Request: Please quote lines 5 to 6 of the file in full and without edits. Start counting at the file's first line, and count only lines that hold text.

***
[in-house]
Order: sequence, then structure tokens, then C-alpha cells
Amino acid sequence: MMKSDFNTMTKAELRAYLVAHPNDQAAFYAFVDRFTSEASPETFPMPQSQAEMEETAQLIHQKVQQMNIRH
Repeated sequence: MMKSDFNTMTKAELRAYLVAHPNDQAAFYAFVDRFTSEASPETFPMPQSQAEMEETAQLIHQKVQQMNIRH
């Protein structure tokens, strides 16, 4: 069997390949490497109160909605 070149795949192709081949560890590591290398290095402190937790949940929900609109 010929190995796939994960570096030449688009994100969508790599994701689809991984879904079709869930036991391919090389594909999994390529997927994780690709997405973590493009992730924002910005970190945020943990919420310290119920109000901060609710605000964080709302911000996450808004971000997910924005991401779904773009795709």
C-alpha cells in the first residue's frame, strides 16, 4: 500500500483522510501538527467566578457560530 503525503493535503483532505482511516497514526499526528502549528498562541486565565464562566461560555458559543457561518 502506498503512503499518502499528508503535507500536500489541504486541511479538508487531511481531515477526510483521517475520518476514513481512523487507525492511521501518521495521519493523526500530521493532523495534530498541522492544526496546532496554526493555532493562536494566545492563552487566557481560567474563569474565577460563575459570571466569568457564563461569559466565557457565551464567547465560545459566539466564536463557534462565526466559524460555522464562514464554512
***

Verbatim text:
């Protein structure tokens, strides 16, 4: 069997390949490497109160909605 070149795949192709081949560890590591290398290095402190937790949940929900609109 010929190995796939994960570096030449688009994100969508790599994701689809991984879904079709869930036991391919090389594909999994390529997927994780690709997405973590493009992730924002910005970190945020943990919420310290119920109000901060609710605000964080709302911000996450808004971000997910924005991401779904773009795709």
C-alpha cells in the first residue's frame, strides 16, 4: 500500500483522510501538527467566578457560530 503525503493535503483532505482511516497514526499526528502549528498562541486565565464562566461560555458559543457561518 502506498503512503499518502499528508503535507500536500489541504486541511479538508487531511481531515477526510483521517475520518476514513481512523487507525492511521501518521495521519493523526500530521493532523495534530498541522492544526496546532496554526493555532493562536494566545492563552487566557481560567474563569474565577460563575459570571466569568457564563461569559466565557457565551464567547465560545459566539466564536463557534462565526466559524460555522464562514464554512